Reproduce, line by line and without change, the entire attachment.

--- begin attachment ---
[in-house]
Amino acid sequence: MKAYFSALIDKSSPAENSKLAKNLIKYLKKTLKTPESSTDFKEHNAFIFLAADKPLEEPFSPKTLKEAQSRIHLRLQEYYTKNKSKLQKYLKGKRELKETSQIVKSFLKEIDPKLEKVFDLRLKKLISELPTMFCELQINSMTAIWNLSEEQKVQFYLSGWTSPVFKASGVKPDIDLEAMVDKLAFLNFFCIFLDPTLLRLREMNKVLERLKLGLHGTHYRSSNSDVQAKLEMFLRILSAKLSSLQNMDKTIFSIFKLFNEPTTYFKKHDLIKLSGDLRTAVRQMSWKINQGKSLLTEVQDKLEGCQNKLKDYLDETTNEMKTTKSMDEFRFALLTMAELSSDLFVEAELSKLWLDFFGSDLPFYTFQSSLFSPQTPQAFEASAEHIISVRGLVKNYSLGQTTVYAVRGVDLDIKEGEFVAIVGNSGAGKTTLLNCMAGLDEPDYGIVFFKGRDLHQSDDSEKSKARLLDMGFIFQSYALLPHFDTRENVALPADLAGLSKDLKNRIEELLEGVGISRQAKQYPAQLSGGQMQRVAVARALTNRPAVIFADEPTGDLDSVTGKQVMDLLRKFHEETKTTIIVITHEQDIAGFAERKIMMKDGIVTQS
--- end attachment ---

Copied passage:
[in-house]
Amino acid sequence: MKAYFSALIDKSSPAENSKLAKNLIKYLKKTLKTPESSTDFKEHNAFIFLAADKPLEEPFSPKTLKEAQSRIHLRLQEYYTKNKSKLQKYLKGKRELKETSQIVKSFLKEIDPKLEKVFDLRLKKLISELPTMFCELQINSMTAIWNLSEEQKVQFYLSGWTSPVFKASGVKPDIDLEAMVDKLAFLNFFCIFLDPTLLRLREMNKVLERLKLGLHGTHYRSSNSDVQAKLEMFLRILSAKLSSLQNMDKTIFSIFKLFNEPTTYFKKHDLIKLSGDLRTAVRQMSWKINQGKSLLTEVQDKLEGCQNKLKDYLDETTNEMKTTKSMDEFRFALLTMAELSSDLFVEAELSKLWLDFFGSDLPFYTFQSSLFSPQTPQAFEASAEHIISVRGLVKNYSLGQTTVYAVRGVDLDIKEGEFVAIVGNSGAGKTTLLNCMAGLDEPDYGIVFFKGRDLHQSDDSEKSKARLLDMGFIFQSYALLPHFDTRENVALPADLAGLSKDLKNRIEELLEGVGISRQAKQYPAQLSGGQMQRVAVARALTNRPAVIFADEPTGDLDSVTGKQVMDLLRKFHEETKTTIIVITHEQDIAGFAERKIMMKDGIVTQS